indian cinema heritage foundation


Music Director
  • Real Name: Nadeem Akhtar Saifi, Shravan Kumar Rathod
  • Born: 6 August, 1954 (Nadeem); 13 November, 1954 (Shravan)
  • Died: 22 April, 2021 (Shravan) (Bombay)
  • Parents: Pandit Chaturbhuj Rathod (Shravan)
  • Spouse: Sultana (Nadeem),
  • Children: Samar Nadeem, Saima (Nadeem); Sanjeev, Darshan (Shravan)

Symbols of the new music boom that marked the 1990s, music director duo Nadeem-Shravan were the rage that swept Hindi film music, with an entire industry moving to their beat as the nostalgia and melancholy of the past made way for the lilting beats of the new generation music. Considered the most successful composer Hindi film music directors of the 1990s until the early 2000s, their music was influenced by Hindustani music both classical and semi-classical, incorporating traditional Indian instruments such as the bansuri, the sitar and the shehnai in a contemporary manner. From exploding onto the scene with the music of Aashiqui (1990), which sold 20 million units in India becoming the top best-selling album, they went on to compose hit music for films like Saajan (1991), Phool Aur Kaante (1991), Sadak (1991), Deewana (1992), Hum Hain Rahi Pyar Ke (1993), Dilwale (1994), Barsaat (1995), Agni Sakshi (1996), Raja Hindustani (1996), Pardes (1997), Kasoor (2001), Hum Ho Gaye Aapke (2001), Raaz (2002), Dil Hai Tumhaara (2002), Dil Ka Rishta (2003), Tumsa Nahi Dekha (2004), and Bewafaa (2005), among others. They won several awards for their work over the decades, such as the Filmfare Best Music Director Awards for Aashiqui, Deewana (1992), Saajan, and Raja Hindustani (1996) respectively, the Special Award London (UK) for Raja, the Star Screen Best Music Director Award for Raja Hindustani and Pardes (1997) respectively, and the Zee Cine Best Music Director for Raaz (2002). Their stamp is evident in a range of hit songs such as Aisi deewangee, Dil ne yeh kaha hai dil se, Tum dil ki dhadkan mein, Saajan saajan saajan, Kash koi ladka, Chehra kya dekhte ho, Adayein bhi hain, Sochenge tumhe pyar, and Tujhe na dekhu toh chain.

Both 1954-born, Nadeem hailed from an affluent Mumbai-based business family, with his grandfather having been conferred the title of Khan Bahadur Saheb by the British government. He had a fondness for music and was interested in playing musical instruments from childhood. Shravan hailed from a musically inclined family, with his father Pandit Chaturbhuj Rathod known as the Samrat of Dhrupad Dhamar of India. He was initiated into music from a young age by his father.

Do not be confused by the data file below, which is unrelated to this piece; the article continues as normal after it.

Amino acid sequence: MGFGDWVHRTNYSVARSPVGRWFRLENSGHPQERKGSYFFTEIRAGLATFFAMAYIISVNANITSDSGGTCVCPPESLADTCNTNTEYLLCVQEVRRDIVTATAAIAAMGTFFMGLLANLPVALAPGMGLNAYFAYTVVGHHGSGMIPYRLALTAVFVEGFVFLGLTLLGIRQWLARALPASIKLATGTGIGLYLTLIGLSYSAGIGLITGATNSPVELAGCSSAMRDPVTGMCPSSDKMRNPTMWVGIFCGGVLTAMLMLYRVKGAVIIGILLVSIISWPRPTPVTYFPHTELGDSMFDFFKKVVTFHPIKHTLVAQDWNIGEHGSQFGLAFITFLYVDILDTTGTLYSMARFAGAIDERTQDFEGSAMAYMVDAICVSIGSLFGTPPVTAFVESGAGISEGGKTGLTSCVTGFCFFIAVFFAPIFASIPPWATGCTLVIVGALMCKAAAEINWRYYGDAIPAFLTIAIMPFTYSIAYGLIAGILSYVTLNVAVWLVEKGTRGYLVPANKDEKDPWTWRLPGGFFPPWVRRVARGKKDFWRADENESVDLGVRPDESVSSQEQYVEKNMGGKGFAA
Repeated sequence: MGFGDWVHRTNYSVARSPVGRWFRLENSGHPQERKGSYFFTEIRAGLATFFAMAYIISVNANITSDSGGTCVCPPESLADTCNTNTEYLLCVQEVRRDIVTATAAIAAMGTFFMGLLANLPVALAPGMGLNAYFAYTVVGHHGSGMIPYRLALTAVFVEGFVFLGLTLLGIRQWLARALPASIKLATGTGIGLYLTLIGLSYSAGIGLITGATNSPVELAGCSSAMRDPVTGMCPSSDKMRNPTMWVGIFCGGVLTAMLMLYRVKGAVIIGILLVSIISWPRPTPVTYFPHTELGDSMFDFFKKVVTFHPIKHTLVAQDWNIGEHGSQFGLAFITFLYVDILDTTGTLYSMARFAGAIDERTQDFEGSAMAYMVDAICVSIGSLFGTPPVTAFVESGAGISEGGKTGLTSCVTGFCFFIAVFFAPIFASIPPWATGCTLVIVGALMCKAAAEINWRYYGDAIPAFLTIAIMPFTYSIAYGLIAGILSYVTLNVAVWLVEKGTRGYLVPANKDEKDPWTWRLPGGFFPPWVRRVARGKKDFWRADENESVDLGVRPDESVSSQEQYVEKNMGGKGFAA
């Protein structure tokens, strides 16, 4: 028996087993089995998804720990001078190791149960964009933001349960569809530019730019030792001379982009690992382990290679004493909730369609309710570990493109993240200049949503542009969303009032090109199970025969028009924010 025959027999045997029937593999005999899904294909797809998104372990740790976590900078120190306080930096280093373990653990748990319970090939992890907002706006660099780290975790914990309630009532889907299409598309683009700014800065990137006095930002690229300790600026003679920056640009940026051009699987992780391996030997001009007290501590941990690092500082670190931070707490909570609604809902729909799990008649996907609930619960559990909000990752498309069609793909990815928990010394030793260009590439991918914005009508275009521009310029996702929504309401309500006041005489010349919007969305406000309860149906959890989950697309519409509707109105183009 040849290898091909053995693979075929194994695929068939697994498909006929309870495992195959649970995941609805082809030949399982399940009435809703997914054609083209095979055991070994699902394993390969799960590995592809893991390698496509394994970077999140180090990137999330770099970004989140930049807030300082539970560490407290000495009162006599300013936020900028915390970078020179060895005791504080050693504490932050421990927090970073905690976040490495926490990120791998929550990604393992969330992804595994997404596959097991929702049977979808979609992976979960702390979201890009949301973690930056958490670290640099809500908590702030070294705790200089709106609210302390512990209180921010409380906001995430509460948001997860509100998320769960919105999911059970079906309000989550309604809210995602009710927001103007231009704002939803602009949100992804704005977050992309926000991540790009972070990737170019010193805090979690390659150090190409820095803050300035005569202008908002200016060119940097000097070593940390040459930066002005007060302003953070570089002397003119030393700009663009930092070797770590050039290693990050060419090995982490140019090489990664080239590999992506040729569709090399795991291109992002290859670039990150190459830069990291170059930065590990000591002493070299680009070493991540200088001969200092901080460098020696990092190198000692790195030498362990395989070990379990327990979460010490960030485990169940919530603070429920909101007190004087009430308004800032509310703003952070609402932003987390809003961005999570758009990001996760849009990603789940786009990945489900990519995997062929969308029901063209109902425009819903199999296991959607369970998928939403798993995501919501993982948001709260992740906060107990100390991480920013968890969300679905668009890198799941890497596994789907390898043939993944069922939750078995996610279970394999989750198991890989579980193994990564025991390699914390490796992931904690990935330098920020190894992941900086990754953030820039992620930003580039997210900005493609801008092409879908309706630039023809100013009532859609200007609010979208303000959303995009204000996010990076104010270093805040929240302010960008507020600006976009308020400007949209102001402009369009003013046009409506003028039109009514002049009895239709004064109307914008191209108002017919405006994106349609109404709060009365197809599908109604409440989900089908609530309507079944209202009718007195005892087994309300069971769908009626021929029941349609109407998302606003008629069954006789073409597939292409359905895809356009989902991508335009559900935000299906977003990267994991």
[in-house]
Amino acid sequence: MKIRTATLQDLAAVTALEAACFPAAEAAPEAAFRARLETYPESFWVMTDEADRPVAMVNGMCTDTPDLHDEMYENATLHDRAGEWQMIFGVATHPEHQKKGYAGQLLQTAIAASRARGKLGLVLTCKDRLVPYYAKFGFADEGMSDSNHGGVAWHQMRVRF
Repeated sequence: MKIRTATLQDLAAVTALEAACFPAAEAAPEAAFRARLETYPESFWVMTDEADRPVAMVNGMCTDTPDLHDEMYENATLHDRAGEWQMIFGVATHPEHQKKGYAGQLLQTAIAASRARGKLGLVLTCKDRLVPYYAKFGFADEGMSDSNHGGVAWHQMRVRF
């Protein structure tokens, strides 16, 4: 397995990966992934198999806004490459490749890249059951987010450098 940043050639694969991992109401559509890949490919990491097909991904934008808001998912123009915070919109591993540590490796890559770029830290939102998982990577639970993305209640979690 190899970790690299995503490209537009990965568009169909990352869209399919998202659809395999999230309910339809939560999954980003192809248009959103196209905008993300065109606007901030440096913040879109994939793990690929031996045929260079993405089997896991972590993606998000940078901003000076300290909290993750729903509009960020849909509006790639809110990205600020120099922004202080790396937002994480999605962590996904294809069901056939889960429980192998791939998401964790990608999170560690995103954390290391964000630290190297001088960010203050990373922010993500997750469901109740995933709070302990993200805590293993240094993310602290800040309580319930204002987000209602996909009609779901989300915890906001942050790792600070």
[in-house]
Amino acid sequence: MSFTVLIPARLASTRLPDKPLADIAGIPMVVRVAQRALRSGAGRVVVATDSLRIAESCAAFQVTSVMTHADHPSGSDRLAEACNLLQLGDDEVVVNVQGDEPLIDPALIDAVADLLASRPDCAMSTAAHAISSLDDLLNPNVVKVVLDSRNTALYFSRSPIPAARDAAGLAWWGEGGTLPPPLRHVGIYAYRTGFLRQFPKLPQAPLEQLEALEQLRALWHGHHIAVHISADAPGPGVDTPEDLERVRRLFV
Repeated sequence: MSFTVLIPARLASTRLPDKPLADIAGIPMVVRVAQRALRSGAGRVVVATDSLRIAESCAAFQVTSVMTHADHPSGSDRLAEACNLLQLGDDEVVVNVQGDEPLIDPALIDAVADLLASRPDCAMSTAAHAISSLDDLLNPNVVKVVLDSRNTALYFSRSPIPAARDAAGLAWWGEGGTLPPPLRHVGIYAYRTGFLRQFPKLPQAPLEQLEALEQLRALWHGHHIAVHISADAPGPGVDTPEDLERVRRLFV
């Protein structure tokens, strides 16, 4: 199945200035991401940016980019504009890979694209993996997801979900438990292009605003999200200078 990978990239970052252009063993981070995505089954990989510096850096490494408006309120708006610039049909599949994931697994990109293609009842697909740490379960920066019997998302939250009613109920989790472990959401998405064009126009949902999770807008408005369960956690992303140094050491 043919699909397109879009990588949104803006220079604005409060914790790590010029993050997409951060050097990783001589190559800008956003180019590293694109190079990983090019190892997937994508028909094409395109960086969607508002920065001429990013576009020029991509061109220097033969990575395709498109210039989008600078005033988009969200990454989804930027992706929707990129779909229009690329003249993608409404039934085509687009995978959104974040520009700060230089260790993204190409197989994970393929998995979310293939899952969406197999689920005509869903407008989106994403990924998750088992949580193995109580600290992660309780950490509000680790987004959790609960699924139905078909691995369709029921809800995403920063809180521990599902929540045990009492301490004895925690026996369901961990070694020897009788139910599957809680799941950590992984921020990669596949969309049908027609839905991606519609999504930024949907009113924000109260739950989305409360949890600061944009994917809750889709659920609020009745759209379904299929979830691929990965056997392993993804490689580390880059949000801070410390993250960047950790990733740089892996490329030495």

The duo is said to have first met in 1973 at a function, post which they snagged their first assignment, the Bhojpuri film Dangal which released four years later in 1977. The first song they composed for the film – Kashi hile, Patna hile, was rendered by the legendary Manna Dey. Nadeem-Shravan made their Hindi film debut composing the music of Maine Jeena Seekh Liya (1981). Their next assignment was Star Ten (1985), wherein 10 stars including Mithun, Jackie Shroff, Anil Kapoor, Sachin, Danny, Vijendra, and Sulakshana Pandit rendered songs written by Anwar Saagar. Work was difficult to come by and they next appeared on the scene only in 1989, composing music for Ilaaka, Hisaab Khoon Ka and Lashkar all of which flopped at the box office. 

It was Mahesh Bhatt’s Aashiqui which released the following year, that turned the tide. Featuring on lists of greatest Bollywood soundtracks, it became the best-selling Hindi film music soundtrack album of all time. There was no looking back thereafter, and the duo went from strength to strength with films as Deewana, Saajan, Dil Hai Ki Manta Nahin (1991), Phool Aur Kaante (1991), Sadak (1991), Sainik (1993), Dilwale (1994), Raja(1995), Raja Hindustani (1996), Pardes, and Dhadkan. They soon went on to replace Laxmikant-Pyarelal and Anand-Milind who had formerly held sway over the Hindi film music scene. 

Unconfined to any one particular style, Nadeem-Shravan’s music afforded a vast range, seen in fast-paced songs, sentimental love songs, or peppy dance numbers. The root remained melody. Interestingly, as they were inspired by classical and ghazal music, many of their songs belong to the film ghazal genre. While they employed instruments such as the sitar, bansuri and shehnai in their music, they also used the congo, bongos, and electronic drum to great effect. While they worked with lyricists such as Sameer, Anand Bakshi, Faaiz Anwar, Hasrat Jaipuri, Rani Malik and others, among singers it was Kumar Sanu, Udit Narayan and Alka Yagnik who they worked with most frequently. Interestingly, veteran playback singer Mohammed Rafi had sang for them in their first film Dangal, and the ever-popular Kishore Kumar had crooned for them in the film Ilaaka. Renowned singers Lata Mangeshkar and Asha Bhosle also sang in few albums for Nadeem-Shravan. 

Controversy struck when Nadeem was accused in the murder of T-Series owner Gulshan Kumar in 1997. He fled to the United Kingdom and was later exonerated by the courts. Acquiring British citizenship, he later moved to Dubai, where he runs a perfumery business.  

After a long period of lull, Nadeem-Shravan returned to score music with films such as Ek Rishta (2001), Raaz (2002), Qayamat (2003), Hungama (2003), Andaaz (2003), Bewafaa (2005), Tumsa Nahin Dekha: A Love Story (2004), Barsaat (2005). They went their separate ways after Dosti: Friends Forever (2005), working individually to no great effect. 

Shravan passed away on 22 April, 2021. His sons Sanjeev and Darshan also turned music directors. 

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